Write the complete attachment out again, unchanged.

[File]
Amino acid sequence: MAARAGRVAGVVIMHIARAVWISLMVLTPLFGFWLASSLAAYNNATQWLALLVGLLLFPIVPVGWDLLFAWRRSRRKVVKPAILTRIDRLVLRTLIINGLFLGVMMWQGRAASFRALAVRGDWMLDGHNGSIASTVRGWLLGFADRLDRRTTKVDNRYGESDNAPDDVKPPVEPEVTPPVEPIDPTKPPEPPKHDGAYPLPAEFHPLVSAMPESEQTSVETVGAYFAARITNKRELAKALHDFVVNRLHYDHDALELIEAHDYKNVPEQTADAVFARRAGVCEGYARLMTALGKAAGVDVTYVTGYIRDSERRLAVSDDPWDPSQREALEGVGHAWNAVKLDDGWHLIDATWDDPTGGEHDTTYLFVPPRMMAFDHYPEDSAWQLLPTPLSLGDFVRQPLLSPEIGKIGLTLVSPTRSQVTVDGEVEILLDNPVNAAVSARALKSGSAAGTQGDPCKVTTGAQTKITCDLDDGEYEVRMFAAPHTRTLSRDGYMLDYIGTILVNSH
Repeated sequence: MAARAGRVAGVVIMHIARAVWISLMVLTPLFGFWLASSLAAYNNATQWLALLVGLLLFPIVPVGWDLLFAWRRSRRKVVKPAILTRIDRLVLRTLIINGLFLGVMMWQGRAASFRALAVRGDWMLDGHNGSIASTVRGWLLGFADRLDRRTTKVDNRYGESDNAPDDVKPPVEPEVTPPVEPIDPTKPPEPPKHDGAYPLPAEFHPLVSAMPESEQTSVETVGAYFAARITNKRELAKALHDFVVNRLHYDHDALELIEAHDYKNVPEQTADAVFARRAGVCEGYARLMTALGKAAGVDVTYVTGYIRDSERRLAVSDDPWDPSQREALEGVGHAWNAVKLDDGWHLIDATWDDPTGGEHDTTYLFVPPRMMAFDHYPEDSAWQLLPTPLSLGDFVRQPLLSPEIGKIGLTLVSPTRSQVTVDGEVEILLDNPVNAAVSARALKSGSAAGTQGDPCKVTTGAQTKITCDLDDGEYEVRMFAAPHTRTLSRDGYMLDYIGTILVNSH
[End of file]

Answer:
Amino acid sequence: MAARAGRVAGVVIMHIARAVWISLMVLTPLFGFWLASSLAAYNNATQWLALLVGLLLFPIVPVGWDLLFAWRRSRRKVVKPAILTRIDRLVLRTLIINGLFLGVMMWQGRAASFRALAVRGDWMLDGHNGSIASTVRGWLLGFADRLDRRTTKVDNRYGESDNAPDDVKPPVEPEVTPPVEPIDPTKPPEPPKHDGAYPLPAEFHPLVSAMPESEQTSVETVGAYFAARITNKRELAKALHDFVVNRLHYDHDALELIEAHDYKNVPEQTADAVFARRAGVCEGYARLMTALGKAAGVDVTYVTGYIRDSERRLAVSDDPWDPSQREALEGVGHAWNAVKLDDGWHLIDATWDDPTGGEHDTTYLFVPPRMMAFDHYPEDSAWQLLPTPLSLGDFVRQPLLSPEIGKIGLTLVSPTRSQVTVDGEVEILLDNPVNAAVSARALKSGSAAGTQGDPCKVTTGAQTKITCDLDDGEYEVRMFAAPHTRTLSRDGYMLDYIGTILVNSH
Repeated sequence: MAARAGRVAGVVIMHIARAVWISLMVLTPLFGFWLASSLAAYNNATQWLALLVGLLLFPIVPVGWDLLFAWRRSRRKVVKPAILTRIDRLVLRTLIINGLFLGVMMWQGRAASFRALAVRGDWMLDGHNGSIASTVRGWLLGFADRLDRRTTKVDNRYGESDNAPDDVKPPVEPEVTPPVEPIDPTKPPEPPKHDGAYPLPAEFHPLVSAMPESEQTSVETVGAYFAARITNKRELAKALHDFVVNRLHYDHDALELIEAHDYKNVPEQTADAVFARRAGVCEGYARLMTALGKAAGVDVTYVTGYIRDSERRLAVSDDPWDPSQREALEGVGHAWNAVKLDDGWHLIDATWDDPTGGEHDTTYLFVPPRMMAFDHYPEDSAWQLLPTPLSLGDFVRQPLLSPEIGKIGLTLVSPTRSQVTVDGEVEILLDNPVNAAVSARALKSGSAAGTQGDPCKVTTGAQTKITCDLDDGEYEVRMFAAPHTRTLSRDGYMLDYIGTILVNSH